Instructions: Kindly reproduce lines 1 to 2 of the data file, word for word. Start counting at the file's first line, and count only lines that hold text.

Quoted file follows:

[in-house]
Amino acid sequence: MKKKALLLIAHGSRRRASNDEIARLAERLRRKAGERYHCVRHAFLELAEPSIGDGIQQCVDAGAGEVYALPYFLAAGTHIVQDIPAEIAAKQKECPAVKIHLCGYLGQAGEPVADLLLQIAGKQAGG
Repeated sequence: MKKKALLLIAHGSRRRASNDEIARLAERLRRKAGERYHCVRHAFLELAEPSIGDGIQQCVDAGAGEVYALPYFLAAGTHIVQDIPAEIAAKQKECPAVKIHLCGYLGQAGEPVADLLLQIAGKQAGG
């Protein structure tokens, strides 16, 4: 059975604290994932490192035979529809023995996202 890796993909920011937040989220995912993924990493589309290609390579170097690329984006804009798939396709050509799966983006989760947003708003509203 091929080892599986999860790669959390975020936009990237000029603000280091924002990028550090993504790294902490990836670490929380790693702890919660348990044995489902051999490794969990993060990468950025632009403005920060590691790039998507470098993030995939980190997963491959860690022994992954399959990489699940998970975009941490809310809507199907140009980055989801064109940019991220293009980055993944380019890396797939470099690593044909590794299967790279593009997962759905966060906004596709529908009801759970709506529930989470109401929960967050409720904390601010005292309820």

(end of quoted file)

[in-house]
Amino acid sequence: MKKKALLLIAHGSRRRASNDEIARLAERLRRKAGERYHCVRHAFLELAEPSIGDGIQQCVDAGAGEVYALPYFLAAGTHIVQDIPAEIAAKQKECPAVKIHLCGYLGQAGEPVADLLLQIAGKQAGG